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A letter from Fumio Fred Takano to Interviewing Committee, War Relocation Authority, Gila River Relocation Project. It requests a reconsideration of his answers to the loyalty questions, 27 and 28. He claims that his answers to both questions were recorded in the negative and desires to change them in the affirmative. Listing his family's background information, he asserts that he and his family have hardly involved in the Japanese community and had "a definite stand of loyalty to the Untied States." He attaches "History on my answers to questions 27 and 28" in which he explains about how his answer to 27 was altered to the negative even though his answer was initially "Yes." He claims that his negative answers did not reflect his expression of disloyalty and requests for a change to the affirmative for both questions. The letter includes the note which refers to references from his employer at the camp. Those references are found in items: csudh_tak_0093 and csudh_tak_0094. The Takano Family Papers contains materials from members of the Takano and Meguro family who reside in Los Angeles, California, including Issei immigrants Itsuhei and Tomoye Takano, Kumaji and Tsuruno Meguro, and their Nisei children, Fumio Fred and Yoneko (Meguro) Takano, Ruth Yoshiko Meguro, and Leo Ryoichi Meguro. The papers covers from prewar through post-war, including the period of forced evacuation and incarceration during World War II, the Korean war, and the redress movement in the 1980s. The papers consists of correspondence, photographs, camp newspapers, yearbooks, and other documents. Noted are photographs depicting the Japanese American community in Colorado in the 1930s, including photos of Japanese Young People’s Christian members; and schoolchildren and staff of a Japanese school and public schools. There are also documents regarding a real estate property in Los Angeles, California, which Fumio Fred Takano purchased in 1938, and his legal documents and letters present his efforts to protect the property during the war with the support of his non-Japanese American friend. Also included are letters depicting his struggles to be granted the indefinite leave permit from the Gila River incarceration camp in Arizona, as a consequence of his answers to “loyalty questionnaire” questions 27 and 28. In addition, the Issei parents’ letters detail their experiences during the war from an Issei point of view, describing the trip from the Pomona Assembly Center to the Heart Mountain camp in Wyoming, incarceration life, and their return from the camp to California.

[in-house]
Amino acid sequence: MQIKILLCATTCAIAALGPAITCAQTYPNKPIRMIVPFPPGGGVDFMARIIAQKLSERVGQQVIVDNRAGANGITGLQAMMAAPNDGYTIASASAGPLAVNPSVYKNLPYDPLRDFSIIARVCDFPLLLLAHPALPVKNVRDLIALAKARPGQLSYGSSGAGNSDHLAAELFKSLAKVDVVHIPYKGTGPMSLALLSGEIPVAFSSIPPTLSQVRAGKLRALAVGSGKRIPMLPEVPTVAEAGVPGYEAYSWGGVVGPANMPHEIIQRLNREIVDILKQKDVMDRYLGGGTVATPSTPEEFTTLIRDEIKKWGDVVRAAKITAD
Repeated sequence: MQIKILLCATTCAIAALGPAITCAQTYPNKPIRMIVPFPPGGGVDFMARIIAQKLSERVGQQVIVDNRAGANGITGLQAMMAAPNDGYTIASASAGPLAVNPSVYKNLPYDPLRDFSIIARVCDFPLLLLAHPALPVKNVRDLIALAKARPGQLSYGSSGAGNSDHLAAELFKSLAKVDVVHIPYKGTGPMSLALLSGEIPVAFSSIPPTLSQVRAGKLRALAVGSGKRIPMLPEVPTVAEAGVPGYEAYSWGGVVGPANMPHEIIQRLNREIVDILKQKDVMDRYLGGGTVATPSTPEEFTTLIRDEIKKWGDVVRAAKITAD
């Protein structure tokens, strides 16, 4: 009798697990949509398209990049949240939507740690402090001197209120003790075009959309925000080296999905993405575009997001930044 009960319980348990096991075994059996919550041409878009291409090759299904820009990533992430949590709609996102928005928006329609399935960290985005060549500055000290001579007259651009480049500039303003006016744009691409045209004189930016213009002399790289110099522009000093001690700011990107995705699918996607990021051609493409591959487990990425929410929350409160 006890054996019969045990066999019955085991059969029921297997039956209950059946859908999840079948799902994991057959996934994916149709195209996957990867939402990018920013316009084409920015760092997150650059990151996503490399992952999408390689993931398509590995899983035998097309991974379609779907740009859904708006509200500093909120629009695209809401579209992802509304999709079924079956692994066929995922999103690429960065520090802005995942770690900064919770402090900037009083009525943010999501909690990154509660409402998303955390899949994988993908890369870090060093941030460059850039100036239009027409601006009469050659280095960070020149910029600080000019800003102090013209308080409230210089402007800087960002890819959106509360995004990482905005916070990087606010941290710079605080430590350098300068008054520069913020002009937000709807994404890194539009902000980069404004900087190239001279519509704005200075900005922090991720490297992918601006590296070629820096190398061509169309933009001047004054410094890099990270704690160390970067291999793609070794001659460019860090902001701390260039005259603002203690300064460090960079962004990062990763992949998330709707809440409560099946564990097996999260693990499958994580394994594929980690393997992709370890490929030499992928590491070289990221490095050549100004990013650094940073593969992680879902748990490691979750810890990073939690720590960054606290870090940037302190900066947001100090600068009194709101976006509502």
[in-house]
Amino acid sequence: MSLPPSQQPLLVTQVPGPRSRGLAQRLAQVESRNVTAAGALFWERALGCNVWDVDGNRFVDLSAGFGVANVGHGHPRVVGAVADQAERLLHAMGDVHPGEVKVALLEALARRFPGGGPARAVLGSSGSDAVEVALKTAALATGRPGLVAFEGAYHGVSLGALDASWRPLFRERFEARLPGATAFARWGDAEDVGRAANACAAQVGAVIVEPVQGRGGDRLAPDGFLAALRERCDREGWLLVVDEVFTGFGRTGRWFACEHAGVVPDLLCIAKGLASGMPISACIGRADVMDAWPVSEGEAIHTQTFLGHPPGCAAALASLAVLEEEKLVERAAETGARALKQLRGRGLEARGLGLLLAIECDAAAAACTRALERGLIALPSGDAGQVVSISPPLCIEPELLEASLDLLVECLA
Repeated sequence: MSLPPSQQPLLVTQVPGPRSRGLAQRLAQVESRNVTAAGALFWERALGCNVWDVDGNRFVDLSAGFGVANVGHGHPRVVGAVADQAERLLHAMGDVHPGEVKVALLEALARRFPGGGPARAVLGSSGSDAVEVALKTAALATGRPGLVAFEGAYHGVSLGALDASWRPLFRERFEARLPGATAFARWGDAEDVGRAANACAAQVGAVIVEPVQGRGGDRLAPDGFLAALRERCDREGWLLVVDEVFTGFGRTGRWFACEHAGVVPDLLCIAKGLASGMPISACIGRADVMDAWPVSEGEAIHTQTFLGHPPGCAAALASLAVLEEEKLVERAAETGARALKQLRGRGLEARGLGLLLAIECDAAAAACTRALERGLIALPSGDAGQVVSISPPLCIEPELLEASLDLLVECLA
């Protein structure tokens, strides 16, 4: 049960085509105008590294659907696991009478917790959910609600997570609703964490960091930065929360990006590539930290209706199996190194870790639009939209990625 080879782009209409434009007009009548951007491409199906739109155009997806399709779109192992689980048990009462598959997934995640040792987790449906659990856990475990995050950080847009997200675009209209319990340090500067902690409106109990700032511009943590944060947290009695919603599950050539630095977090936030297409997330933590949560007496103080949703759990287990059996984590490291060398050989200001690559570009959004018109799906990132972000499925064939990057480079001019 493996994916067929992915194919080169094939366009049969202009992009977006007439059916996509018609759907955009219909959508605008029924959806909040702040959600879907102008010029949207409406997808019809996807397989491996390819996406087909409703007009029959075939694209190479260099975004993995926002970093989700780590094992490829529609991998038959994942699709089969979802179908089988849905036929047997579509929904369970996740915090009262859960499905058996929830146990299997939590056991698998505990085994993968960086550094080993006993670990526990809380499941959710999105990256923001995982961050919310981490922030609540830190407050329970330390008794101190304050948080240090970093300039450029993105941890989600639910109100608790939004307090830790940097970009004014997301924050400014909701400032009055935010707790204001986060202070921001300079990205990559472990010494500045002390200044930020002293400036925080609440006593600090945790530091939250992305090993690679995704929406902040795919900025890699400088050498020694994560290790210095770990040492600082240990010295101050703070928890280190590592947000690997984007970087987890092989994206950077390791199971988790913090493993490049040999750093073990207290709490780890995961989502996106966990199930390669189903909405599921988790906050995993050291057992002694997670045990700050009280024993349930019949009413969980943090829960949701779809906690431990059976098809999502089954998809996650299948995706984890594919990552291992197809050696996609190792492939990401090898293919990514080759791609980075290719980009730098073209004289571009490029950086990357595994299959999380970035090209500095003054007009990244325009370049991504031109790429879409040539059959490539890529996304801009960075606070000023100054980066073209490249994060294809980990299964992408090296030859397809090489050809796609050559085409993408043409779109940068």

Correspondence 4 pages, 11 x 8.5 inches, typescript application/pdf